CBSE Class 10 Geography
Ch-5 Minerals and Energy Resources
Minerals and Energy Resources CBSE Class 10 SST Geography NCERT Solutions
Distinguish between the following
(a) Ferrous and non-ferrous minerals
(b) Conventional and non-conventional sources of energy.
Ferrous minerals account for about three fourths of the total value of the production of metallic minerals. They provide a strong base for the development of metallurgical industries. India exports substantial quantities of ferrous minerals after meeting her internal demands.
India’s reserves and production of non- ferrous minerals is not very satisfactory. However, these minerals, which include copper, bauxite, lead, zinc and gold, play a vital role in a number of metallurgical, engineering and electrical industries. Let us study the distribution of copper and bauxite.
Conventional Sources of Energy:
1. Conventional source of energy have been used since the early times.
2. Coal, Petroleum, natural gas, hydro-electricity, thermal power are the source of energy.
3. All conventional sources of energy except hydro-electricity are exhaustible.
4. These source cause environmental pollution.
5. These source require huge capital.
Non-Conventional Sources of Energy:
1. Non- conventional source of energy have came into the use only recently.
2. Wind energy, solar energy, tidal energy, geothermal, biogas are example of these source of energy.
3. Most of the non- conventional sources of energy are inexhaustible.
4. These sources do not cause environmental pollution.
5. Small amount of money is sufficient to have these sources.
What is a mineral?
Geologists define a mineral as a “homogenous, naturally occurring substance with a definable internal structure.” Minerals are found in varied forms in nature, ranging from the hardest diamond to the softest one. Minerals are an indispensable part of our lives. Almost everything we use, from a tiny pin to a towering building or a big ship, all are made from minerals. The railway lines and the tarmac (paving) of the roads, our implements and machinery too are made from minerals. Cars, buses, trains, aeroplanes are manufactured from minerals and run on power resources derived from the earth. Even the food that we eat contains minerals. In all stages of development, human beings have used minerals for their livelihood, decoration, festivities, religious and ceremonial rites.
How are minerals formed in igneous and metamorphic rocks?
In igneous and metamorphic rocks, minerals may occur in the cracks, crevices, faults or joints. The smaller occurrences are called veins and the larger are called lodes. In most cases, they are formed when minerals in liquid, molten and gaseous forms are forced upward through cavities towards the earth’s surface. They cool and solidify as they rise. Major metallic minerals like tin, copper, zinc and lead etc. are obtained from veins and lodes.
How do we need to conserve mineral resources?
In order to conserve mineral resources, we must see to that our consumption of minerals does not increase our wants. We must remember that these resources are one of the greatest gifts of God and we must use these in such a manner that our future generations also enjoy this gift.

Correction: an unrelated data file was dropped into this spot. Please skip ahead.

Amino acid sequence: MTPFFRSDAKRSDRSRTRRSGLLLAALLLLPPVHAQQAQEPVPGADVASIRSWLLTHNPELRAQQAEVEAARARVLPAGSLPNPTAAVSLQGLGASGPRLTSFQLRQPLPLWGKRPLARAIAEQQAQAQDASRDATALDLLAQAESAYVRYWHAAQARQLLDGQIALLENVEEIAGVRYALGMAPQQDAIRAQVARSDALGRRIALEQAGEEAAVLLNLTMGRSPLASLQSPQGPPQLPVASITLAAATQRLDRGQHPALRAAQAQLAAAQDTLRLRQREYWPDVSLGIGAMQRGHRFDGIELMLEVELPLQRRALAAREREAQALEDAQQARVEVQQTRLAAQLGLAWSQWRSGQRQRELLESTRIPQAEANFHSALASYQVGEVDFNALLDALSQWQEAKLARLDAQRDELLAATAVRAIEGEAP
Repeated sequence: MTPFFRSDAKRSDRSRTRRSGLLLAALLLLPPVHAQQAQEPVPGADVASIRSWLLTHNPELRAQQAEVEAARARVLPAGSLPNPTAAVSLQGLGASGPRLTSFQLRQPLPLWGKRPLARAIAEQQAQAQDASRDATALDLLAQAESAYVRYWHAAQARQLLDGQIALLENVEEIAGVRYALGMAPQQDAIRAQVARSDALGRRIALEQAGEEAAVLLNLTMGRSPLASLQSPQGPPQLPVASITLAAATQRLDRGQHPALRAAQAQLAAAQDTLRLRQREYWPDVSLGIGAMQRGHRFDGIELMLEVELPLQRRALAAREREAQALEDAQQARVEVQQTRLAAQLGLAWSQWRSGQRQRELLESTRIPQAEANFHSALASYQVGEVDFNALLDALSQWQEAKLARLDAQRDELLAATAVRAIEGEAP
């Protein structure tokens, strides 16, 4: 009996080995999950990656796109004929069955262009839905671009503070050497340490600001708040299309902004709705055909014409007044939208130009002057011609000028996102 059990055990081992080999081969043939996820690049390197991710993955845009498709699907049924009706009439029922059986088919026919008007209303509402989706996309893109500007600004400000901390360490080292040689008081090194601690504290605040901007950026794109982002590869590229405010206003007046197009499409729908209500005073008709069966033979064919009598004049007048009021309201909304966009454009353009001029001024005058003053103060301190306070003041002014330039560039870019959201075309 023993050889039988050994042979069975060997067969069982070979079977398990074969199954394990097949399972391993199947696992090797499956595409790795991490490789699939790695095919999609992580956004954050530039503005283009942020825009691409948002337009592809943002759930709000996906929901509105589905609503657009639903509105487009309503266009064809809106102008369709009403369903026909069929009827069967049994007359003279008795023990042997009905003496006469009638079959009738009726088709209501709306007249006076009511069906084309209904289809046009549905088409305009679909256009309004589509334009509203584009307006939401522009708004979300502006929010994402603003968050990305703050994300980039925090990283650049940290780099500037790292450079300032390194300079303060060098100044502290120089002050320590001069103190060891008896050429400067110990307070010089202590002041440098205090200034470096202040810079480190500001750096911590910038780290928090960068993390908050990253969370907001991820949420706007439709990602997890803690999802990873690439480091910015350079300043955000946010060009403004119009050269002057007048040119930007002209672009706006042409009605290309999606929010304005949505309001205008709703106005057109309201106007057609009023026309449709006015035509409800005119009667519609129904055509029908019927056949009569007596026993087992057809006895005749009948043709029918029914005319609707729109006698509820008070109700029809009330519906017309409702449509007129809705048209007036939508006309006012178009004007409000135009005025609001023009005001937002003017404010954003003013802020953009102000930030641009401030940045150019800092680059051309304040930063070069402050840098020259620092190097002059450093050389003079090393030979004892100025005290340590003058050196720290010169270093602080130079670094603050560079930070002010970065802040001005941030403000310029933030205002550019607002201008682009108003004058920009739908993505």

Describe the distribution of coal in India.
In India coal occurs in rock series of two main geological ages, namely Gondwana, a little over 200 million years in age and in tertiary deposits which are only about 55 million years old. The major resources of Gondwana coal, which are metallurgical coal, are located in Damodar valley (West Bengal-Jharkhand). Jharia, Raniganj, Bokaro are important coalfields. The Godavari, Mahanadi, Son and Wardha valleys also contain coal deposits. Tertiary coals occur in the north eastern states of Meghalaya, Assam, Arunachal Pradesh and Nagaland. Jharkhand is the largest producer where Jharia, Bokaro, karampur , Palamu are the major coal fields. In West Bengal, Raniganj, Jalpaiguri and Darjeeling are the coal fields. Sarguja, Bilaspur, Raigarh and Bastar districts are coal fields found in Chhatisgarh. M.P. has coal fields in Chinaware district and in Maharashtra, Chanda is the main field.
Why do you think that solar energy has a bright future in India?
Solar energy has bright future in India because
a. India is blessed with plenty of solar energy because most part of the country receive bright monsoon period.
b. India has developed technology to use solar energy for cooking, water heating, space heating, crop drying, etc.
c. It is the abundant, inexhaustible and universal source of energy.
d. India is tropical country.
e. It is pollution free.
Describe the impact of globalisation on Indian agriculture.
Globalisation is the new trend in the world scenario, which aims at integrating our economy with that of the world:
a. Its aim is to be realised within a certain time frame.
b. It is based on free and open international trade.
c. It ensures that only quality and competitive goods would survive the world market.
a. Indian farmers now are exposed to new industrial environment. They would have to complete with other farmers of other countries in producing quality and competitive goods.
b. With the use of favourable climatic conditions and soil conditions, improved and new implements, efficient labour we would have to produce goods, which could complete in the world markets.
c. India would need the technologies being used by foreign countries. Infrastructure like development of roads, electricity, irrigation and credit facilities will have to be developed.